The EU has offered “a heartfelt apology” to Italy for letting it down at the start of the coronavirus crisis as fresh evidence emerged that few European countries are likely to have achieved herd immunity as they begin cautiously lifting their lockdowns.

As the World Health Organization warned that the continent remained firmly “in the eye of the storm”, the president of the European commission said on Thursday that truth was needed to overcome the Covid-19 pandemic – including political honesty.

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“Too many were not there on time when Italy needed a helping hand at the very beginning,” Ursula von der Leyen told the European parliament. “And yes, for that it is right that Europe as a whole offers a heartfelt apology.”

Early in the crisis, both France and Germany imposed export bans on vital medical equipment, while no EU country initially responded to Italy’s call for aid via the bloc’s emergency mechanism. While healthcare policy and provision is the responsibility of member states, the EU is meant to support cooperation between them.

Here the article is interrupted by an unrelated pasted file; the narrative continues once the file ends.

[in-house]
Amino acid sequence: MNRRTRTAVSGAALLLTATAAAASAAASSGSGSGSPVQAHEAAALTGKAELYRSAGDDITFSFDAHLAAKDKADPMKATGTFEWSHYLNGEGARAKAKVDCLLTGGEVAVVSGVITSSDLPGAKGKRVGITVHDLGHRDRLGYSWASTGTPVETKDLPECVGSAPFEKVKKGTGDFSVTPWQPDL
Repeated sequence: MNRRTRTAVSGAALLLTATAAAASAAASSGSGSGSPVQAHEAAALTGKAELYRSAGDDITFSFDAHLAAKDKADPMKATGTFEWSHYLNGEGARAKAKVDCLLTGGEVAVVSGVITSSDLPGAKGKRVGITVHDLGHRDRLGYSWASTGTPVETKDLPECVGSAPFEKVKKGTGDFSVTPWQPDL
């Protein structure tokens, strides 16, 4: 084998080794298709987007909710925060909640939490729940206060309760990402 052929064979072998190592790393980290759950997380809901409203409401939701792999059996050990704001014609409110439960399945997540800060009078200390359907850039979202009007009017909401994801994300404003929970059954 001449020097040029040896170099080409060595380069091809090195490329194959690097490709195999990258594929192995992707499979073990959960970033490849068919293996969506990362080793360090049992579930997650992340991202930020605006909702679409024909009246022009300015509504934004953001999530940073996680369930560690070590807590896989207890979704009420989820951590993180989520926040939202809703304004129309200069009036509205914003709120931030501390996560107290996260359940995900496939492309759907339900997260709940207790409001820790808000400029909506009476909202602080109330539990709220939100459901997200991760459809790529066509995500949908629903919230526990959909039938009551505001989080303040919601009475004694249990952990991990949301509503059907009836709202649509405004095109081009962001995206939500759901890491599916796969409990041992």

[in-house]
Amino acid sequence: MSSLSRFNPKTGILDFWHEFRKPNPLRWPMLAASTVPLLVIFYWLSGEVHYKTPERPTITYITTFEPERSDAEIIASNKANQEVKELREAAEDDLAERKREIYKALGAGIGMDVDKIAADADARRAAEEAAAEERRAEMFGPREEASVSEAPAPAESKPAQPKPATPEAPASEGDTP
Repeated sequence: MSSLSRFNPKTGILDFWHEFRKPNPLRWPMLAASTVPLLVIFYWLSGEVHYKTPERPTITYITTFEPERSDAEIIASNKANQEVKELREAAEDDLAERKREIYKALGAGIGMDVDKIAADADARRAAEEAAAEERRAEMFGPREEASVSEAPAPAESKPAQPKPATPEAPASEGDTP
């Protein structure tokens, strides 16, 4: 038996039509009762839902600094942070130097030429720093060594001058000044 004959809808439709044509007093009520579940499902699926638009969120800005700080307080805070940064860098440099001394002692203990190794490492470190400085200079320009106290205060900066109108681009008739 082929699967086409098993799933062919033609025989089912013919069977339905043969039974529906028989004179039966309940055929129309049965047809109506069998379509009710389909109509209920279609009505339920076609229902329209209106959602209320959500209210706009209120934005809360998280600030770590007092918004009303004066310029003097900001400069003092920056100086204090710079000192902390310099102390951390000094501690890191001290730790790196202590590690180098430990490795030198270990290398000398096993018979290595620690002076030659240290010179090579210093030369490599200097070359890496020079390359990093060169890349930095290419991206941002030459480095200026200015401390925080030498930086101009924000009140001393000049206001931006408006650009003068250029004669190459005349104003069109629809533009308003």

An opinion poll last month found that 88% of Italians felt the EU was failing to support their country, prompting fears in Brussels and other national capitals of a Eurosceptic backlash. Von der Leyen’s direct apology went further than a previous statement in which she she chided member states for their “only-for-me response”.

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As more European governments begin easing physical distancing restrictions, a Dutch study suggested only a tiny percentage of people may have developed antibodies against Covid-19, reinforcing concerns about a “second wave” of infections when populations embark on a gradual return to normal life.

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